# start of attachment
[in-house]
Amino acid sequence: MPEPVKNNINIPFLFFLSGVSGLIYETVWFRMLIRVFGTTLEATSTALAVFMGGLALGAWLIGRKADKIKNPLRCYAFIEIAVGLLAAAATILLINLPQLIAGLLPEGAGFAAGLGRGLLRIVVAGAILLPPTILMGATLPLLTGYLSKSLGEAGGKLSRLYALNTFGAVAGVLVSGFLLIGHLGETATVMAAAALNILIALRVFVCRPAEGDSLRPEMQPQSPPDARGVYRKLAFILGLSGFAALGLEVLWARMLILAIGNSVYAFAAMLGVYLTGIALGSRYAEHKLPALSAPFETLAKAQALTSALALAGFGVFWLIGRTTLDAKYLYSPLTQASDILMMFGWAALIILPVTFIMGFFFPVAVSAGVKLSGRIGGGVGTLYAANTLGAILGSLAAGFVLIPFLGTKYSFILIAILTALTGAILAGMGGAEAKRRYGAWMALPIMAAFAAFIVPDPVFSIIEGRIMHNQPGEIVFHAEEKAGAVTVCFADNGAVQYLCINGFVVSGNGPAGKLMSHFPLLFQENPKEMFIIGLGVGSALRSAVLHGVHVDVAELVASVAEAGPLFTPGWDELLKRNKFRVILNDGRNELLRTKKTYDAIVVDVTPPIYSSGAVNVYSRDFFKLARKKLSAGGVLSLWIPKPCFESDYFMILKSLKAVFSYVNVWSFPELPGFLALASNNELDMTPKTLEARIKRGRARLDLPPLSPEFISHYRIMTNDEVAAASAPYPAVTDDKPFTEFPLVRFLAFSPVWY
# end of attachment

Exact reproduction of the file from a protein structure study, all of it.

[in-house]
Amino acid sequence: MPEPVKNNINIPFLFFLSGVSGLIYETVWFRMLIRVFGTTLEATSTALAVFMGGLALGAWLIGRKADKIKNPLRCYAFIEIAVGLLAAAATILLINLPQLIAGLLPEGAGFAAGLGRGLLRIVVAGAILLPPTILMGATLPLLTGYLSKSLGEAGGKLSRLYALNTFGAVAGVLVSGFLLIGHLGETATVMAAAALNILIALRVFVCRPAEGDSLRPEMQPQSPPDARGVYRKLAFILGLSGFAALGLEVLWARMLILAIGNSVYAFAAMLGVYLTGIALGSRYAEHKLPALSAPFETLAKAQALTSALALAGFGVFWLIGRTTLDAKYLYSPLTQASDILMMFGWAALIILPVTFIMGFFFPVAVSAGVKLSGRIGGGVGTLYAANTLGAILGSLAAGFVLIPFLGTKYSFILIAILTALTGAILAGMGGAEAKRRYGAWMALPIMAAFAAFIVPDPVFSIIEGRIMHNQPGEIVFHAEEKAGAVTVCFADNGAVQYLCINGFVVSGNGPAGKLMSHFPLLFQENPKEMFIIGLGVGSALRSAVLHGVHVDVAELVASVAEAGPLFTPGWDELLKRNKFRVILNDGRNELLRTKKTYDAIVVDVTPPIYSSGAVNVYSRDFFKLARKKLSAGGVLSLWIPKPCFESDYFMILKSLKAVFSYVNVWSFPELPGFLALASNNELDMTPKTLEARIKRGRARLDLPPLSPEFISHYRIMTNDEVAAASAPYPAVTDDKPFTEFPLVRFLAFSPVWY